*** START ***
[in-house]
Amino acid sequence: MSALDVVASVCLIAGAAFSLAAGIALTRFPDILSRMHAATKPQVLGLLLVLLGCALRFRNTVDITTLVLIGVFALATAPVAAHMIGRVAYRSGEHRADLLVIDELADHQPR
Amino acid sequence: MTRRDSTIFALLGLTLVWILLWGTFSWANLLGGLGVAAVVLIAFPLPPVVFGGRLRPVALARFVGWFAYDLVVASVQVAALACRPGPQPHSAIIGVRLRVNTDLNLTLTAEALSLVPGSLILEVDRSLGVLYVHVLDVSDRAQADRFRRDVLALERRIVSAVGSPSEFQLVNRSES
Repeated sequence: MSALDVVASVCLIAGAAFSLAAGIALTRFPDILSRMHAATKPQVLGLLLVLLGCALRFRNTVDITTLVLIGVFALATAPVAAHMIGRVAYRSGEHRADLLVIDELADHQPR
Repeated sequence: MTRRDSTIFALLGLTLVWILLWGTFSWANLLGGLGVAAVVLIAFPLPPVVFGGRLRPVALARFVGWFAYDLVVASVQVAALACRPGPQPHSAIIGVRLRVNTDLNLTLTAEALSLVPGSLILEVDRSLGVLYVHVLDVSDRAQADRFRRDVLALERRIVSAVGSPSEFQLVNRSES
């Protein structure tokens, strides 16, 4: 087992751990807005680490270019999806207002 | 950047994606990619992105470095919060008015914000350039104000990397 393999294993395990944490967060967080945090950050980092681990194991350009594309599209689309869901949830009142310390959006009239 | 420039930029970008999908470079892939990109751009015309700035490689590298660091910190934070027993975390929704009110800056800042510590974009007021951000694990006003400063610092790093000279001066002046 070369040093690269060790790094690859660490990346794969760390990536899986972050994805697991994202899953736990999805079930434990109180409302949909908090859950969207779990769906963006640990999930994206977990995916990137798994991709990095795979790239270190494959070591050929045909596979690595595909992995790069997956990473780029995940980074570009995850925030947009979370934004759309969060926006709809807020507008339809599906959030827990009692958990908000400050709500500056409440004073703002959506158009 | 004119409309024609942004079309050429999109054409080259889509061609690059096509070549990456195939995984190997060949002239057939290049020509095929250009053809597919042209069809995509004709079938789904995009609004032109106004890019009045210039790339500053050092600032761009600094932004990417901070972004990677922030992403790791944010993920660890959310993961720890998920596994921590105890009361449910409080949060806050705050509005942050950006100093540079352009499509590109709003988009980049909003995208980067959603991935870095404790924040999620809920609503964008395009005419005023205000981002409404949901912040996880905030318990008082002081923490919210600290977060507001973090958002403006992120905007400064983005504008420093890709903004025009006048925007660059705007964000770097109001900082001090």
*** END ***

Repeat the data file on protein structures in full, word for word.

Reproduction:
[in-house]
Amino acid sequence: MSALDVVASVCLIAGAAFSLAAGIALTRFPDILSRMHAATKPQVLGLLLVLLGCALRFRNTVDITTLVLIGVFALATAPVAAHMIGRVAYRSGEHRADLLVIDELADHQPR
Amino acid sequence: MTRRDSTIFALLGLTLVWILLWGTFSWANLLGGLGVAAVVLIAFPLPPVVFGGRLRPVALARFVGWFAYDLVVASVQVAALACRPGPQPHSAIIGVRLRVNTDLNLTLTAEALSLVPGSLILEVDRSLGVLYVHVLDVSDRAQADRFRRDVLALERRIVSAVGSPSEFQLVNRSES
Repeated sequence: MSALDVVASVCLIAGAAFSLAAGIALTRFPDILSRMHAATKPQVLGLLLVLLGCALRFRNTVDITTLVLIGVFALATAPVAAHMIGRVAYRSGEHRADLLVIDELADHQPR
Repeated sequence: MTRRDSTIFALLGLTLVWILLWGTFSWANLLGGLGVAAVVLIAFPLPPVVFGGRLRPVALARFVGWFAYDLVVASVQVAALACRPGPQPHSAIIGVRLRVNTDLNLTLTAEALSLVPGSLILEVDRSLGVLYVHVLDVSDRAQADRFRRDVLALERRIVSAVGSPSEFQLVNRSES
């Protein structure tokens, strides 16, 4: 087992751990807005680490270019999806207002 | 950047994606990619992105470095919060008015914000350039104000990397 393999294993395990944490967060967080945090950050980092681990194991350009594309599209689309869901949830009142310390959006009239 | 420039930029970008999908470079892939990109751009015309700035490689590298660091910190934070027993975390929704009110800056800042510590974009007021951000694990006003400063610092790093000279001066002046 070369040093690269060790790094690859660490990346794969760390990536899986972050994805697991994202899953736990999805079930434990109180409302949909908090859950969207779990769906963006640990999930994206977990995916990137798994991709990095795979790239270190494959070591050929045909596979690595595909992995790069997956990473780029995940980074570009995850925030947009979370934004759309969060926006709809807020507008339809599906959030827990009692958990908000400050709500500056409440004073703002959506158009 | 004119409309024609942004079309050429999109054409080259889509061609690059096509070549990456195939995984190997060949002239057939290049020509095929250009053809597919042209069809995509004709079938789904995009609004032109106004890019009045210039790339500053050092600032761009600094932004990417901070972004990677922030992403790791944010993920660890959310993961720890998920596994921590105890009361449910409080949060806050705050509005942050950006100093540079352009499509590109709003988009980049909003995208980067959603991935870095404790924040999620809920609503964008395009005419005023205000981002409404949901912040996880905030318990008082002081923490919210600290977060507001973090958002403006992120905007400064983005504008420093890709903004025009006048925007660059705007964000770097109001900082001090």